The father/son bond is one of film’s most explored relationships, more so than mother/ daughter/anyone else, and that’s because men are hard headed and stubborn and create a lot of their own problems. That’s hard-wired into our DNA. A father wants his son to find his way in life, whether it’s being exactly like him or nothing like him. And a son, likewise, wants to find his own way and prove to his father that he can do it. When this relationship is portrayed on-screen, it can be powerful because men are rarely given the opportunity to look vulnerable.
The way Walking Out handles it is one of the more unique approaches, in that even though Father (Bomer) and Son (Wiggins) are estranged, they are not strangers. There is a mutual love there. The son, David, might show trepidation for spending a trip in the frigid wilderness hunting with his gruff father, but it’s not the kind of conflict where that’s the last place he wants to be and therefore he’ll be a total brat about it. Meanwhile, the father, Cal, still holds a grudge against David’s mother for having left him, which may or may not be leaking out in the way he treats his son. Cal, as played by Bomer, very finely treads that line between being a likable character and one whom you wish would treat his son better. He’s hard on David in a way that’s likely (and hopefully) beyond the way fathers generally treat their sons. Cal doesn’t have a passive bone in his body, and if there’s a way he can educate his son on the fineries of hunting, but which almost always extends to life in general, he will do so — even if in the form of shaming him. Despite this, there is love there between them, and it’s a love that grows as the two end up depending on each other to escape the wintry wilderness alive — Cal with his knowledge, and David with his strength.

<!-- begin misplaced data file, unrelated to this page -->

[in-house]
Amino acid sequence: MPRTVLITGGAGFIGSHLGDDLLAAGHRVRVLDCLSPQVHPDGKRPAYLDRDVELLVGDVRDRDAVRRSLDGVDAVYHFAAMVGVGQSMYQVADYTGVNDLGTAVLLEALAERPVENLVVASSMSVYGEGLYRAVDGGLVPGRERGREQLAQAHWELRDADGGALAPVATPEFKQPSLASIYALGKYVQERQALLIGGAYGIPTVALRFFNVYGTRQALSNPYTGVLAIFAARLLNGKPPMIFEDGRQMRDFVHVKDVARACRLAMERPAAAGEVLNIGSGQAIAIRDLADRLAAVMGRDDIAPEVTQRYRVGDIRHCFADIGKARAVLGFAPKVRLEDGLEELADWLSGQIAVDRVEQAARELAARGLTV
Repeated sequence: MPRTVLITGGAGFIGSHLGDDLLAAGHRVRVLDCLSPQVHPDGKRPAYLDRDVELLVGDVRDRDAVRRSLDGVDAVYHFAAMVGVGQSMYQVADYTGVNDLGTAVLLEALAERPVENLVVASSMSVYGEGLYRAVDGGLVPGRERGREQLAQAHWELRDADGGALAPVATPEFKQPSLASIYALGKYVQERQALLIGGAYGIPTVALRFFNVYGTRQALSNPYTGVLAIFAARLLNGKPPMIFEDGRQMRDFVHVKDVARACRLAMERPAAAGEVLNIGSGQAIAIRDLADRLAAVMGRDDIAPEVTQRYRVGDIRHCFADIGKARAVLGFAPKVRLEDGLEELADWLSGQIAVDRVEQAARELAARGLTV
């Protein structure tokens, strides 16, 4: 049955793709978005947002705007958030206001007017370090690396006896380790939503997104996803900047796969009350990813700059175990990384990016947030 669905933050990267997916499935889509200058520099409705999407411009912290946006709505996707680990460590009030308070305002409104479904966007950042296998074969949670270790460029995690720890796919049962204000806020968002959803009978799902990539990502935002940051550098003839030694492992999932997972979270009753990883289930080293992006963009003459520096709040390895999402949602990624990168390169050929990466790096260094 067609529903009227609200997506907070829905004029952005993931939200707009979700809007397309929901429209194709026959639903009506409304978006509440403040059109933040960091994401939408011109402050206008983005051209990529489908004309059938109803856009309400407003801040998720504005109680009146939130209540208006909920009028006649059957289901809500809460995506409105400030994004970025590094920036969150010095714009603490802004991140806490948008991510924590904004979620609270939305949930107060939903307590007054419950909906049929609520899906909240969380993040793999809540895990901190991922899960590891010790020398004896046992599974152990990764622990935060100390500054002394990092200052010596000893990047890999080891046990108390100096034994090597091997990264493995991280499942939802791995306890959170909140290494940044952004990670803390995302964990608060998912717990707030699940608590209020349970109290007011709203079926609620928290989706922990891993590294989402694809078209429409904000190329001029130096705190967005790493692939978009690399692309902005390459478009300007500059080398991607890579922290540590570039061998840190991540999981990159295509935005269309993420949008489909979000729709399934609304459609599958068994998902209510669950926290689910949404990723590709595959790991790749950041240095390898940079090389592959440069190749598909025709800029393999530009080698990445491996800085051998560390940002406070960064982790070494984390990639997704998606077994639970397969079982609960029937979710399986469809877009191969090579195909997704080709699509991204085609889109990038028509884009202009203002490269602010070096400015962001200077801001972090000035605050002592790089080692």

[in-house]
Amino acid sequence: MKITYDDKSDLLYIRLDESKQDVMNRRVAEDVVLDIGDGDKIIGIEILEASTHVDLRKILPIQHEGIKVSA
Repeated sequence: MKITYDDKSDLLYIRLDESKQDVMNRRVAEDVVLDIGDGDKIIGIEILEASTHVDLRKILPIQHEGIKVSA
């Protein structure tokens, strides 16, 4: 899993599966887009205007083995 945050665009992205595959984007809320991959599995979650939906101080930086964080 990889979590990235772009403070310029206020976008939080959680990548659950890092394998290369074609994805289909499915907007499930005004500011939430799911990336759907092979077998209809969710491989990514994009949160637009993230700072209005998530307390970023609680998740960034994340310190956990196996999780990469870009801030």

For 95% of the time, Bomer and Wiggins are the only characters on screen, and both of them give great performances, with Bomer’s loving but prickly Cal being a tough balancing act. Bill Pullman appears in flashback sequences as Cal’s own father, managing to echo a similarly gruff but loving exterior he would soon pass onto his son.
Walking Out is gorgeously shot, mostly on location in the woods and mountains of Montana. It’s one of those films shot in the cold that makes you feel the cold, so between that and the harshness that Cal and David endure, it makes for a bleak and grueling watch at times — but by design. It’s not one of those films that’s designed to make its audience feel like they’ve experienced a thrilling adventure, but more like an emotional awakening. By its end, yes, it doesn’t offer the kind of ultimate experience that the father/son bonding film usually offers, but, sadly, it might be one that sometimes echoes closer to reality.